Yemen's al Qaeda branch says its top cleric killed in drone strike
CAIRO -- Yemen's al Qaeda branch announced on Tuesday that its top cleric, a Saudi-national who has had a $5 million bounty on his head, has been killed, allegedly in a drone attack.
Al Qaeda said in a statement posted on Twitter that Ibrahim al-Rubaish was killed, along with other, unnamed members of the group, by a drone late Sunday. The statement did not specify the location of the drone attack.
Yemeni and U.S. officials had no immediate comment on the claim.
Al-Rubaish, believed to be in his late 30s, was released from Guantanamo Bay in 2006, after which he joined al Qaeda in Yemen. He was considered the group's main ideologue and theological adviser and his writings and sermons were prominent in its publications.
Last year, he hailed the seizure of large swaths of land in Iraq and Syria by al Qaeda's rival, the Islamic State of Iraq and Syria (ISIS). "I ask God that efforts are united to target the enemies of the religion," he said in a video recording at the time.
If the drone attack is confirmed, it would be the first use of unmanned aircraft since Yemen sank further into turmoil last month, prompting a Saudi-led coalition to launch airstrikes on March 26 in an attempt to halt Yemen's Shiite rebels known as Houthis who have taken over much of the country.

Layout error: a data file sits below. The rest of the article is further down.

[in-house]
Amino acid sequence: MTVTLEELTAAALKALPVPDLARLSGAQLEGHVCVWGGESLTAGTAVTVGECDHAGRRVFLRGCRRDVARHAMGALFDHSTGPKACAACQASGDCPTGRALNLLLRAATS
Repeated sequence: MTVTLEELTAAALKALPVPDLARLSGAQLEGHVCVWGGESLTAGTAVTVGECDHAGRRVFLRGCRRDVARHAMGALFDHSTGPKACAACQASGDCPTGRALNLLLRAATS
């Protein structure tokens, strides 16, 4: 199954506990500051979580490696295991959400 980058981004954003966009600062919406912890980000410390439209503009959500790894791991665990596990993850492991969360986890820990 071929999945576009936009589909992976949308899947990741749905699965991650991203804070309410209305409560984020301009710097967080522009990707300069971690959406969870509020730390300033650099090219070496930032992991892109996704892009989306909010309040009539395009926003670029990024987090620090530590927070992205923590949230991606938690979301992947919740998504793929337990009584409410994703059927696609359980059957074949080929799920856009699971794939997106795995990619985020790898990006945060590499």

The Houthi advance has also forced Yemen's Western-backed President Abed Rabbo Mansour Hadi to flee the country as his government crumbled.
U.S. officials have said the collapse of Hadi's government could undermine Washington's counterterrorism strategy against al Qaeda's branch in Yemen, known as al Qaeda in the Arabian Peninsula (AQAP). Washington considers the branch to be the most powerful in the terrorist network.
Tuesday's news comes two months after AQAP announced the death of one of its senior leaders, Sheikh Harith an-Nadhari, in a drone strike. Nadhari was one of the top five members of al Qaeda's Yemen-based branch, deemed by many analysts to be the group which poses the most significant threat to the U.S. and other Western nations.
In late March, about 100 U.S. military advisers withdrew from the al-Annad air base where they had been leading the U.S. counterterrorism efforts in Yemen.
Washington rarely comments on drone attacks. U.S. officials had been concerned their counterterrorism capabilities would be diminished because of the withdrawal of their staff. However, they said the al Qaeda branch will likely be drawn toward the internal Yemeni conflict, and away from plotting to go after Western targets.
Al Qaeda is a staunch rival of the Shiite rebels, and has already waged a number of attacks against their advances.
U.S. officials also said that CIA drone strikes would continue but that there will be fewer of them.
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